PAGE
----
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Death of a Distant Galaxy observed by Astronomers

An artist's interpretation of ID2299. Image: European Southern Observatory.

A group of astronomers have observed the death of a far-away galaxy in an event they state is significant in understanding the grow and formation of galaxies can be affected by galaxy collisions. The study was led by scientists out of Durham University, the French Alternative Energies and Atomic Energy Commission (CEA)-Saclay and the University of Paris-Saclay.

Intense activity has been noted in what the astronomers are calling a “disruptive event,” that occurred in a distant starburst galaxy called ID2299.

What exactly happened?

Basically, starburst galaxies form quicker than other types of galaxies because they convert gas into stars quickly. As ID2299 was forming, it collided with another galaxy and excess gas was expelled from the impact. Since star formation depends on gas, and the collision resulted in a great loss of gas, the galaxy was doomed to an inevitable death as it failed to produce stars.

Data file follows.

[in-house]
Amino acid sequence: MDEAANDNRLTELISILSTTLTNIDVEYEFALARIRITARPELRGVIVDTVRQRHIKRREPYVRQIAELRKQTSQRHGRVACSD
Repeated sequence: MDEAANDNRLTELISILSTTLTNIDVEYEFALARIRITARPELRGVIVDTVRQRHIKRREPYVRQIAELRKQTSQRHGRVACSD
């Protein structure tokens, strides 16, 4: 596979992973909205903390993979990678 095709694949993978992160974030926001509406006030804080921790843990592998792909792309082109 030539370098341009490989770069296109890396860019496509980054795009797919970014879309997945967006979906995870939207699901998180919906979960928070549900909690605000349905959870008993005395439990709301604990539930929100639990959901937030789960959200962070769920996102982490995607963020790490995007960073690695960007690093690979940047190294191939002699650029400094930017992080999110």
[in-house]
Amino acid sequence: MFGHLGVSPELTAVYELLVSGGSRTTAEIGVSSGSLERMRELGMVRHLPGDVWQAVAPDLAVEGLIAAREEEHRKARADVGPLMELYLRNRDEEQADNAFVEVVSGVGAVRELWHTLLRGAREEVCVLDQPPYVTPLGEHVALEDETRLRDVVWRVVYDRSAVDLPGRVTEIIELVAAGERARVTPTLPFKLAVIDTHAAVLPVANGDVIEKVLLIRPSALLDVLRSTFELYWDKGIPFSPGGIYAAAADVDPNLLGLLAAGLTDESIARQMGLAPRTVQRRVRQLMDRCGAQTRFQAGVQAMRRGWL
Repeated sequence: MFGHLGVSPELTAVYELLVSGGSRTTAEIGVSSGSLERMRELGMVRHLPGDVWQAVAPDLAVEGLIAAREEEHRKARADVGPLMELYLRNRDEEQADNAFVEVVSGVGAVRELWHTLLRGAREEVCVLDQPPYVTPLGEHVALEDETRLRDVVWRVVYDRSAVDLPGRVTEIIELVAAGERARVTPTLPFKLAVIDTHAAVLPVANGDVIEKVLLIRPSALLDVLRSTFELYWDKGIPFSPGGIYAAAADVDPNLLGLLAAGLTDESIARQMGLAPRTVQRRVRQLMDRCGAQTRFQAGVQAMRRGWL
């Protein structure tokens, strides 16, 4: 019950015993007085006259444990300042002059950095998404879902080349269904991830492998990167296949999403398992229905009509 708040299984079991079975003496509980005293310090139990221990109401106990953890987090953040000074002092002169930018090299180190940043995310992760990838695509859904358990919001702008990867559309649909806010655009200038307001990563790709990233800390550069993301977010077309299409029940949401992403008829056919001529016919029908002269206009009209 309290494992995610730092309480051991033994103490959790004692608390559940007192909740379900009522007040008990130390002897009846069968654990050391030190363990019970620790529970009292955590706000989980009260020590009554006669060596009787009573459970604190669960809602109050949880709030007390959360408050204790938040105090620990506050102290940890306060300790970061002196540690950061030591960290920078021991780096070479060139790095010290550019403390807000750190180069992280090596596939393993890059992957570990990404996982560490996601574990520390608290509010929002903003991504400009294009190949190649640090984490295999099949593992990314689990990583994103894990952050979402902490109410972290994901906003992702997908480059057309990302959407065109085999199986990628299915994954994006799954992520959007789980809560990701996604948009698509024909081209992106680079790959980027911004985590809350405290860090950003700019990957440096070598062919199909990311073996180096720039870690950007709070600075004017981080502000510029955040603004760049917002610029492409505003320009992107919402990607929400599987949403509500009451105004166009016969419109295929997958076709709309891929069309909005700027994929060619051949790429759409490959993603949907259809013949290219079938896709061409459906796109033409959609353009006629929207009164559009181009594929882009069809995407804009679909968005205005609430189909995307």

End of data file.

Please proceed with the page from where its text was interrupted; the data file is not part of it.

Why is this observation so important?

From previous studies of other similar galaxies, the star formation rate (SFR) has been observed to increase steadily from z=0 to 4. Star formation rate gauges how fast a galaxy converts gas to form stars. However, this recent study saw a the major event occur at z=1.4, suggesting a big shift in galaxy formation due to a catastrophic event that prevented the galaxy from forming, resulting in it’s eventual death.

Of the published findings, lead author Dr. Annagrazia Puglisi of Durham University’s Centre for Extragalactic Astronomy commented:

Our research provides compelling evidence that the gas being flung from ID2299 is likely to have been tidally ejected because of the merger between two gas rich spiral galaxies. The gravitational interaction between two galaxies can thus provide sufficient angular momentum to kick out part of the gas into the galaxy surroundings. This suggests that mergers are also capable of altering the future evolution of a galaxy by limiting its ability to form stars over millions of years and deserve more investigation when thinking about the factors that limit galaxy growth.


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